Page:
Styx started out in Illinois way back in 1972 as a progressive band taking their cues from British groups like Emerson, Lake & Palmer and the Moody Blues. They had a loyal Midwestern following, but it took the 1974 hit “Lady” to break the band on radio, and when Tommy Shaw joined the band in 1975, things took off in a big way. They became more pop and radio oriented, although they tried to keep some of their progressive roots.
With the release of the concept album Paradise Theater in 1981, the band solidified their status as a major arena band, and the massive hit “Too Much Time On My Hands” was an ‘80s radio staple. In the late ‘80s Styx went into hiatus, with the individual members mostly working on solo projects during that time.
In 1990 the band got together without Shaw, and with the Jersey shore’s Glen Burtnik joining in. The reunion album, Edge Of The Century, featured the hit single “Show Me the Way,” which reached number three on the charts. Styx toured the following year, and was one of the most successful of the year, showing that the band still had a large fan base. Since then, Styx has continued to tour and record with various lineups. Currently, Tommy Shaw is back in the fold but co-founder Dennis DeYoung has been touring on his own.
They have joined forces this summer with the world’s quintessential British progressive rock band, Yes, for a 22-city tour that promises to bring back the ‘70s for people who were rock fans at the time, as well as expose their live show to younger fans who know the groups only through classic rock radio and greatest hits collections. It also gives Styx a chance to explore their more progressive roots, and cement a kinship they’ve long felt with their British counterparts.
“About 10 years ago when Styx was playing in New York, Chris Squire [the Yes bass player] was there and he said he really enjoyed the Styx show,” recalls Styx keyboardist Lawrence Gowan about the upcoming trek. “And that it would be great if we toured together. So then years later it comes through. Funny enough, I was a huge fan of the band. I remember buying Close To The Edge, and it altering my world and what it was possible for a rock band to do. Styx is in a very unique place really. When I first heard their records in the ‘70s, I took note of the fact that they were the only progressive rock band not from the U.K. that had some true measure of success. They had taken British influences and were doing very accessible versions of progressive rock songs. This tour with Yes is the first time we get to entirely shine the spotlight on that aspect of the band.”
Lawrence was actually a successful solo artist in Canada prior to joining Styx, and got to work with Yes vocalist Jon Anderson at that time. “One of my biggest songs was with Jon, so I got a little bit inside to get a vision of what the world of Yes was,” he recalls. “He actually came to Mexico to do a video for that. Yes has gone through a lot of members changes, as has Styx, but the chance to tour with the band is a great moment for us really as a band, because we love the progressive rock side of Styx, so to tour along with Yes is fantastic.”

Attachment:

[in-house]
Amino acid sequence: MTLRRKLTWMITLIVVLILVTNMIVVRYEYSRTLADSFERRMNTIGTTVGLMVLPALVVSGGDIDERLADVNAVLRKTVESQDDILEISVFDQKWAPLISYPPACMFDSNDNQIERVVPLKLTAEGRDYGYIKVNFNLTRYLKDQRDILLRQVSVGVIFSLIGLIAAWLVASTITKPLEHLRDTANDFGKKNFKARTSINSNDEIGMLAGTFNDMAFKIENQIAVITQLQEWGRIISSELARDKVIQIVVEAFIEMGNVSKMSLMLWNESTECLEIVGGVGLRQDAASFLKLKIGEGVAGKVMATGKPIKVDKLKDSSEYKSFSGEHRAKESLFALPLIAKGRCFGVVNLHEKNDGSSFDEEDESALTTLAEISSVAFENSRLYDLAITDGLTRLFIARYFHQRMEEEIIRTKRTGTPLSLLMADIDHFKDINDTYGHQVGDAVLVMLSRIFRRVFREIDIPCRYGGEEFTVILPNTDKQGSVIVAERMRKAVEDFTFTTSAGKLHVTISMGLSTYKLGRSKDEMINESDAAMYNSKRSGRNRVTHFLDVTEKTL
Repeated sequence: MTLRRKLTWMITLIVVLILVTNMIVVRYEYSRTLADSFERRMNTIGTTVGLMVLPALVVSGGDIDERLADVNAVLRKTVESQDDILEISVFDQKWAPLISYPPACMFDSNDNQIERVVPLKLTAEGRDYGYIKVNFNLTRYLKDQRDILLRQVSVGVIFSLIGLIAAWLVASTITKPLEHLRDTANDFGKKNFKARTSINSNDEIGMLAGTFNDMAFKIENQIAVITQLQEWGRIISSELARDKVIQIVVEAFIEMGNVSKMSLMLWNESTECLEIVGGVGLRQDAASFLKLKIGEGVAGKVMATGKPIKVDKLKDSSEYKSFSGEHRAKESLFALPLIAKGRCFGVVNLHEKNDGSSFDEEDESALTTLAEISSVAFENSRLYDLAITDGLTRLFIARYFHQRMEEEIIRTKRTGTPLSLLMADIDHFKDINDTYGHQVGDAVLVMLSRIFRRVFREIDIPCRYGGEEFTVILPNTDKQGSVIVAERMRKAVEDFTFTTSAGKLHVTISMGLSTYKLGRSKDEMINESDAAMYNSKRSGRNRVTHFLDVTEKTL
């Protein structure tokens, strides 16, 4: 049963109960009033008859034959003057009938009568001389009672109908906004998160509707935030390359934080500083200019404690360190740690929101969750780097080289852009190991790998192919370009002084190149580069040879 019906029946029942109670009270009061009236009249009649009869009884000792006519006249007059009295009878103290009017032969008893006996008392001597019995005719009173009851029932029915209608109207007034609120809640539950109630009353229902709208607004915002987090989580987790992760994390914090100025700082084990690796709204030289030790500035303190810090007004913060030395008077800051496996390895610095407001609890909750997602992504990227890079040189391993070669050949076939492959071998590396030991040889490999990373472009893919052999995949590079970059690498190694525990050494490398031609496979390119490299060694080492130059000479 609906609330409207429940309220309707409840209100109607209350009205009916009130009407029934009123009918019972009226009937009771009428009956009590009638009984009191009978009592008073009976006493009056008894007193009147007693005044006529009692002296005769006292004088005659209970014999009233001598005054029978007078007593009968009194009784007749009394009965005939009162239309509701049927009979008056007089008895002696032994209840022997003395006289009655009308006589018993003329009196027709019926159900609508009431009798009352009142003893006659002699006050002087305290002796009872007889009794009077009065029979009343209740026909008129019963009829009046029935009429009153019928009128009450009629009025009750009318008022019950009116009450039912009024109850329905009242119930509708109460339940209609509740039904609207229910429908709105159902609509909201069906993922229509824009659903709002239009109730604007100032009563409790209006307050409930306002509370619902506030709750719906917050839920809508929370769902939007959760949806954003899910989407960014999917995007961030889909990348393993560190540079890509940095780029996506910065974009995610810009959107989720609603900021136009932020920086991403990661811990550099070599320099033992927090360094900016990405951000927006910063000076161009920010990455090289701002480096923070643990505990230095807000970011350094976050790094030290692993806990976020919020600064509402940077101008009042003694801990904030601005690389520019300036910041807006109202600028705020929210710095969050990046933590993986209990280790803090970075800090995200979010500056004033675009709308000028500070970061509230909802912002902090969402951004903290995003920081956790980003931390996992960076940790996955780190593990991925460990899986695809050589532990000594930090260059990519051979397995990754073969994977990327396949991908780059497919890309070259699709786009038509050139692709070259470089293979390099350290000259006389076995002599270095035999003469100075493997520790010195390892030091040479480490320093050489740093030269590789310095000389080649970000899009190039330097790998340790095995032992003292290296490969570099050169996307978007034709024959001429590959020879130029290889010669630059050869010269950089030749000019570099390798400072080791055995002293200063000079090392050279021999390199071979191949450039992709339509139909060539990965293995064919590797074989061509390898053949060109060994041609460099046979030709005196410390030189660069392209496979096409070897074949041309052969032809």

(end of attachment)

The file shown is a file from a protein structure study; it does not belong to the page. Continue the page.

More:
Besides the tour, Styx is putting the finishing touches on Regeneration, Volume 2, which follow on the heels of 2010’s Volume 1, which featured six re-recorded Styx classics and one new track. Volume 2 also will include a couple new versions of Tommy Shaw’s songs from his ‘90s group Damn Yankees.
With so many radio hits, and a progressive background they plan to showcase on this tour as well as co-headlining situation that will limit the length of their set, it must be hard to pick what will be included and what will be left off. “Exactly. That’s one of the toughest questions to answer,” laughs Lawrence. “Because when we run any song through the show, that’s my favorite one to play! At the end of the show we play ‘Renegade,’ and no matter where we are in the world, the audience suddenly becomes on when we reach that song every night.”
Yes brings to the tour classic line-up members Chris Squire, Steve Howe and Alan White, along with long-time member Geoff Downes and new vocalist Benoît David. The group was one of the true pioneers in creating progressive rock, starting with their massive hit “Roundabout,” and they have never failed to deliver tight, musicality complex and visually stimulating performances. A new album, Fly From Here, will be released in conjunction with the tour, and is their first release in over 10 years.
Lawrence is not only looking forward to sharing the stage with such a legendary pioneering band as Yes, but to the venues they will be performing in as well. “Playing at two of the Super Bowls in the last 10 years, a tour of Japan, the first time we played Wembley with Deep Purple in 2007,” he cites as particularly memorable experiences. “We’re going back to play Wembley again with Journey and Foreigner. And I’ll tell you this, the PNC in Holmdel is one of my favorite memories. As a summer amphitheater it’s one of my all-time great venues. The sound is great, and the audience is always tremendously rousing and engaged. It’s great.”
Styx and Yes will be appearing at the Susquehenna Bank Center on July 4, PNC Bank Arts Center on July 5, Nikon At Jones Beach Theater on July 11 and Bethel Woods Center on July 12. More info at styxworld.com.